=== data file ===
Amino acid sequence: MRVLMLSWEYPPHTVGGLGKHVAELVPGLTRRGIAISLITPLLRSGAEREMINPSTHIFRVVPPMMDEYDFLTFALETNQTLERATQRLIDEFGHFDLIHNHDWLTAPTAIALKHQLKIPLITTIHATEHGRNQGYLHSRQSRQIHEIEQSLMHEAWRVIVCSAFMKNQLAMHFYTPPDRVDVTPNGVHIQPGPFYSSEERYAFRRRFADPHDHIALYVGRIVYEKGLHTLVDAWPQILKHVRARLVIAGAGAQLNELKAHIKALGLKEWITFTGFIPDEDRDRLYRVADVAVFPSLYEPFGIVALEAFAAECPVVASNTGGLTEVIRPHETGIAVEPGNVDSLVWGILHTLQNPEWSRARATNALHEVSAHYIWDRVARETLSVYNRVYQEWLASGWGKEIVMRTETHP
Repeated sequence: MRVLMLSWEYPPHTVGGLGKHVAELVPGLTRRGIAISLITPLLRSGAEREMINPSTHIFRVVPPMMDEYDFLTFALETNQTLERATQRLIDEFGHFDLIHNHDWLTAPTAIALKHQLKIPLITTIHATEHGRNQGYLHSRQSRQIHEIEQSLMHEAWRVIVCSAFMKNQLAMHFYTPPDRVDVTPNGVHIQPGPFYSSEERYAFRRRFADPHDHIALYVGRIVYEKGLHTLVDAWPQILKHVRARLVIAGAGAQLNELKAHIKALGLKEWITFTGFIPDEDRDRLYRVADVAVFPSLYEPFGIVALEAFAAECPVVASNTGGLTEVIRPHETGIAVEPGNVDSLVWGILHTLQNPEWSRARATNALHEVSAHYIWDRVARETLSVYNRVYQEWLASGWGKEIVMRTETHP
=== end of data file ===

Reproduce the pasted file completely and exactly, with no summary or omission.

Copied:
Amino acid sequence: MRVLMLSWEYPPHTVGGLGKHVAELVPGLTRRGIAISLITPLLRSGAEREMINPSTHIFRVVPPMMDEYDFLTFALETNQTLERATQRLIDEFGHFDLIHNHDWLTAPTAIALKHQLKIPLITTIHATEHGRNQGYLHSRQSRQIHEIEQSLMHEAWRVIVCSAFMKNQLAMHFYTPPDRVDVTPNGVHIQPGPFYSSEERYAFRRRFADPHDHIALYVGRIVYEKGLHTLVDAWPQILKHVRARLVIAGAGAQLNELKAHIKALGLKEWITFTGFIPDEDRDRLYRVADVAVFPSLYEPFGIVALEAFAAECPVVASNTGGLTEVIRPHETGIAVEPGNVDSLVWGILHTLQNPEWSRARATNALHEVSAHYIWDRVARETLSVYNRVYQEWLASGWGKEIVMRTETHP
Repeated sequence: MRVLMLSWEYPPHTVGGLGKHVAELVPGLTRRGIAISLITPLLRSGAEREMINPSTHIFRVVPPMMDEYDFLTFALETNQTLERATQRLIDEFGHFDLIHNHDWLTAPTAIALKHQLKIPLITTIHATEHGRNQGYLHSRQSRQIHEIEQSLMHEAWRVIVCSAFMKNQLAMHFYTPPDRVDVTPNGVHIQPGPFYSSEERYAFRRRFADPHDHIALYVGRIVYEKGLHTLVDAWPQILKHVRARLVIAGAGAQLNELKAHIKALGLKEWITFTGFIPDEDRDRLYRVADVAVFPSLYEPFGIVALEAFAAECPVVASNTGGLTEVIRPHETGIAVEPGNVDSLVWGILHTLQNPEWSRARATNALHEVSAHYIWDRVARETLSVYNRVYQEWLASGWGKEIVMRTETHP